Surely he’s not suggesting I don’t vote, you might think. That’s irresponsible! That’s what caused Trump to win in the first place! To not vote is precisely what I suggest, because at this point, the only way we can make anything better is to resist this crazy system while striving to improve the world without it.

Trump didn’t win because people didn’t vote; he won because they did.

This part of the election didn’t seem to be rigged, unless, as Makia Freeman pointed out, it was rigged in Trump’s favor for reasons we’re not yet aware of. Right now, it seems that Trump genuinely won. It only happened because people voted for him.

Instead of looking for stability by following the crowd and choosing the establishment candidate or looking for newness and vitality by ditching compassion and choosing the “anti-establishment”, let’s make our own happiness and our own changes without worrying what others think.

This is what the world needs, but it’s the last thing the world wants.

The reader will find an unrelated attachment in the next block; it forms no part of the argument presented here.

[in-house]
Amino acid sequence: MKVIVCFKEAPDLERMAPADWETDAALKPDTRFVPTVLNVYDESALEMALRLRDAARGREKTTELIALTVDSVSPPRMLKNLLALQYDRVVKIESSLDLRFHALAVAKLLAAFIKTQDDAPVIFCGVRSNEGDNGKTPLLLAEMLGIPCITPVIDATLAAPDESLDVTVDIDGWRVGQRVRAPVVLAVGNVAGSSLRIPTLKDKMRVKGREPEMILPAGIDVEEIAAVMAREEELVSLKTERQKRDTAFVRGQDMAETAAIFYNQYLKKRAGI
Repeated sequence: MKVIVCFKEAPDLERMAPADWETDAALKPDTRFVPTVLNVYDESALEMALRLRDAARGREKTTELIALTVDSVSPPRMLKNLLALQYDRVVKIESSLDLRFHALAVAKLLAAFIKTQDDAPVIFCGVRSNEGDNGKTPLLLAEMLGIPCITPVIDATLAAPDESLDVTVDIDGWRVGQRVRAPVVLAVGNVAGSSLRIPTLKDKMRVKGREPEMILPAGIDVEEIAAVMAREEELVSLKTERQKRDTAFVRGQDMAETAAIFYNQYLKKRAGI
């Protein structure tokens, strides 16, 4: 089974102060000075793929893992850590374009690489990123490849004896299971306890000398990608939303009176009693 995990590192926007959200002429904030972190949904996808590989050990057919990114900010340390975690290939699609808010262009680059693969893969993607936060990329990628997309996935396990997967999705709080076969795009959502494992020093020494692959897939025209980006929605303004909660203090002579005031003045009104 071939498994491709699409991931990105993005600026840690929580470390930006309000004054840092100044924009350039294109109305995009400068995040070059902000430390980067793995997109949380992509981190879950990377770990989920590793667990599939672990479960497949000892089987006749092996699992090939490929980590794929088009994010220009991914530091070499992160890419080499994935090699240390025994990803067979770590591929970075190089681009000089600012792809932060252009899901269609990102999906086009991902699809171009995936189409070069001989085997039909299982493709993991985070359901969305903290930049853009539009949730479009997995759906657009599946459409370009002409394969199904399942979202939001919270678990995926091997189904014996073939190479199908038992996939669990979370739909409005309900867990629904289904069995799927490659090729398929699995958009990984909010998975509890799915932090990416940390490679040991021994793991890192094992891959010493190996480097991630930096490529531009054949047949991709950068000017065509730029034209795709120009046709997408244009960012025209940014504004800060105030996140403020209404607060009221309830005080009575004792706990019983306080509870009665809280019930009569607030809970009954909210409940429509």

We Need to Change

Our problems as a society go deeper than our willingness to elect someone like Trump. The only remedy is to replace our sense of apathy toward world issues with involvement, the willingness to extend ourselves for the sake of others, and detachment from the system so we can genuinely change things.

As Stephen Colbert suggested, we need to come together regardless of the ways we let politics divide us.

If you come to my doorstep, you can have free hugs no matter who you supported in the election. I have no problem with anyone who did what they thought was best by voting, even if I think it was misguided, and we can’t make the world any better until we see beyond these petty differences. We need to change.

No Going Back

If you feel like the world around you is out of control, you’re right. But it’s only because we’ve adhered to these established systems for so long at the expense of our collective soul.

We’re finally waking up and realizing something’s wrong, and by ditching an irrelevant system rather than supporting a candidate simply because he calls himself anti-establishment, we can focus on building a more sustainable model for stability worldwide.

This will sound cliché, but the system is broken and there’s no going back. For once, let’s change the way we approach the problem instead of doing the same thing over and wondering why nothing changes. Let’s leave the system behind and give love, empathy and compassionate action a try.

By Wes Annac,Culture of Awareness, November 10, 2016 – http://tinyurl.com/ze5d2gn